I’ve been working with metal on and off since machine shop and welding classes I took in college in the early 90’s. These classes taught me how to run a lathe and mill, basic shop safety and oxy-acetylene, MIG and TIG welding of mild steel, aluminum and stainless steel. It was fascinating to use these processes to fabricate precision parts by hand (CAM wasn’t widely prevalent back then), and I especially fell in love with welding, where I could build structures out of steel by using fire or electricity. However, as commonly happens, I changed majors,got away from working with my hands and instead ended up in a career of software engineering.
Software engineering ended up being a fantastic discipline for me, as I have always had strong critical, logical and abstract thinking skills. While I took a couple of basic programming courses in college, I wasn’t a CS major and was largely self-taught before I had a great opportunity to join a software company as an entry level programming support engineer. I was so extremely lucky to have joined a team with some very generous senior engineers who mentored me and helped me hone my skills further, eventually leading to my rise to software engineer which paved the way to an 18 year career, the capstone of which was a 6 and a ½ year stint at Apple as a Software Engineering Manager from 2009-2015. However, the one aspect that was missing through all that time was the joy that I had found before in working with my hands to create tangible things out of metal.
In an attempt to get back to that satisfaction of creating, I tried my hand at building steel bicycle frames by taking a 2 week course at the United Bicycle Institute in Oregon; there each student used hand tools (hacksaws, files, and precision measuring equipment) and an oxy-acetylene torch to silver braze steel tubes together to make a functional bicycle frame. However, while this was an amazing experience, it was not a great candidate for a life-long hobby, because it just took too much physical space for me to do easily at home. While living in Portland, though, a fellow bicycle enthusiast I knew had taken jewelry fabrication classes many years previously, and had a jewelry bench at home where he continued to dabble in making earrings and rings. That seemed like a great way get my metal fabrication fix, while being at a scale that was more easily manageable at home.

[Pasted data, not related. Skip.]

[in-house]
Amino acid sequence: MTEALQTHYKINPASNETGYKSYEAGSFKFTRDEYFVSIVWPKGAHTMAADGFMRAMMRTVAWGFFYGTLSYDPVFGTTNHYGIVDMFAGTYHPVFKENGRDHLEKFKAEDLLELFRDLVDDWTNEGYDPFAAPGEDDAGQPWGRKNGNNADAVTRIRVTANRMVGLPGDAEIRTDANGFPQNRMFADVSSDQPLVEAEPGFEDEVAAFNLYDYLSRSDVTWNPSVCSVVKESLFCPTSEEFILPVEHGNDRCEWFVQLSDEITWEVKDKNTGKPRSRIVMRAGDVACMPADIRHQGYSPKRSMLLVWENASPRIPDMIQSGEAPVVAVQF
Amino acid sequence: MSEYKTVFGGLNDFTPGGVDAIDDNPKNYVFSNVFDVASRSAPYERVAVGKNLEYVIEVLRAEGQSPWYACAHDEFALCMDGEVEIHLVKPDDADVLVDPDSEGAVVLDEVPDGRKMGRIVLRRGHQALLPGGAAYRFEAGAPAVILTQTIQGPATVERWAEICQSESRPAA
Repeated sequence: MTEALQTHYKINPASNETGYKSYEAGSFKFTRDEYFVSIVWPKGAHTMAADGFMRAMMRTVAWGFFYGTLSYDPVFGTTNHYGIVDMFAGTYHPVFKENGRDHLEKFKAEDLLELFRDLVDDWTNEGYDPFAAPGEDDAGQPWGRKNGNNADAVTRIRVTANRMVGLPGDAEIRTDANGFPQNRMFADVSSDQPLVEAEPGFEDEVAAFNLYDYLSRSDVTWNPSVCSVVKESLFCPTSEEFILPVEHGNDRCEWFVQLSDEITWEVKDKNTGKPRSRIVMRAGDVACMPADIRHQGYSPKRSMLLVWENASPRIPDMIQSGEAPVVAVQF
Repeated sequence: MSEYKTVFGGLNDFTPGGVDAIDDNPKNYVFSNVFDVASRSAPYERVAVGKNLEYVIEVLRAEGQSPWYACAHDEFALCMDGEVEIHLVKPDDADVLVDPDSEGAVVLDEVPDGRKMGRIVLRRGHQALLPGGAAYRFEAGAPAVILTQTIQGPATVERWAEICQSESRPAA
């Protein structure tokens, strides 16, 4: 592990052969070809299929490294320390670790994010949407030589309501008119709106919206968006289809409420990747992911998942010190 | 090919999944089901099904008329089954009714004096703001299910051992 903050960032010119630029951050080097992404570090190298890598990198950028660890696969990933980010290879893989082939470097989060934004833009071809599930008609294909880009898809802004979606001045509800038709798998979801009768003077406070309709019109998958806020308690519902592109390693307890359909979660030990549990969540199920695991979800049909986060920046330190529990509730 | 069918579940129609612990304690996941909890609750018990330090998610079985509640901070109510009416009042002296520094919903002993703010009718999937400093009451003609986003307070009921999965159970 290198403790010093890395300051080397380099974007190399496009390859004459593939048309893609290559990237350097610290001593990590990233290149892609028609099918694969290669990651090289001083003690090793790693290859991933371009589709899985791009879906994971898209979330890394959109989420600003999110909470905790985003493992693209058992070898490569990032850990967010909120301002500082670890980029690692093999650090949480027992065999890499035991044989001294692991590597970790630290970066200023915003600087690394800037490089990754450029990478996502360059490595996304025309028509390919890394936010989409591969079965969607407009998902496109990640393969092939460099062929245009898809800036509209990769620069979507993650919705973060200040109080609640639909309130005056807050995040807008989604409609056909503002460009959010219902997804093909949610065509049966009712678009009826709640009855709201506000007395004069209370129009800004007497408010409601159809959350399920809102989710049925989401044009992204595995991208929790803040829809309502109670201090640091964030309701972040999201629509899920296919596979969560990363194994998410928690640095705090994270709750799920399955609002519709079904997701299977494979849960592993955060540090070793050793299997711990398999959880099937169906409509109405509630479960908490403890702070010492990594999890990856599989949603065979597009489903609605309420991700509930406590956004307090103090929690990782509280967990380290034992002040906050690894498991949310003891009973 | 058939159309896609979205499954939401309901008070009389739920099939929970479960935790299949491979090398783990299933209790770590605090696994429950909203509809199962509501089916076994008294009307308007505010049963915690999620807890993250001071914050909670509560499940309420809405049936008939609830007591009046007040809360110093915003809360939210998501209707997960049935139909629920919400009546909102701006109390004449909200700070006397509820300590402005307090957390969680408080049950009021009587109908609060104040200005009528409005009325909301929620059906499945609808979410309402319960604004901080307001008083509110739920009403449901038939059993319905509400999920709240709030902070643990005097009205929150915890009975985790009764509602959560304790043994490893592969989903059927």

Though the seed of that thought was planted back in 2008, I wasn’t able to take courses in jewelry fabrication until much more recently. I took one course at the Crucible in Oakland in 2014 after I had moved to the SF Bay area, and loved it! I had heard from people that the place to go to get immersive training in jewelry fabrication was the Revere Academy of Jewelry Arts, and I took my first class there in January of 2015. Taking that one 3-day class confirmed to me that the Revere Academy was a place where I could learn a lot from the instructors, the staff and from my fellow students. After a lot of soul searching, I decided that I wanted to pursue goldsmithing as a possible second career, as I was suffering from severe burn-out at work. Ultimately, after talking to a couple of Revere Academy graduates at length, I took the plunge and left my position at Apple in December of 2015 and enrolled in the next Jewelry Technician Intensive program in May of 2016. To bridge that time, I took 1/2 of the Graduate Jeweler program classes (those that had no prerequisites), some Masters Symposium classes and practiced long and hard in my home studio that I had started to set up after my first Crucible class. After the JTI, which was an amazing experience, I finished all of the GJ coursework by October. Since October, I have been building a cohesive collection of designs, finding my artistic style and learning the business side of being an independent goldsmith and jewelry designer.
People always ask an aspiring designer where they find their inspiration. My logical critical mind has always caused me to bristle at this question. I struggle with the idea that my response will sound cliche or trite. And then a fellow designer friend of mine was looking through my Pinterest boards recently and stumbled upon a board I have devoted to all manner of non-jewelry objects, including some art nouveau door handles. First she teased me a bit, and then she seemed to marvel at the way that she could actually see in them the source of my inspiration. It’s true that I am drawn to both the structure and flow of the Art Nouveau and Deco styles and yet am painfully, if sometimes frustratingly, aware that I am still in the infancy of my journey as a designer, trying to match what is in my mind to what my hands are capable of creating. It’s a humbling ongoing lesson that I humbly ongoingly must embrace.
I hope that in my work, you find something that speaks to you; some line, detail or even a small flaw that you find compelling in a way that holds your interest for even a moment. And even if you don’t, please check back later, as my collection will grow and evolve, perhaps to include something that does, truly, speak to you.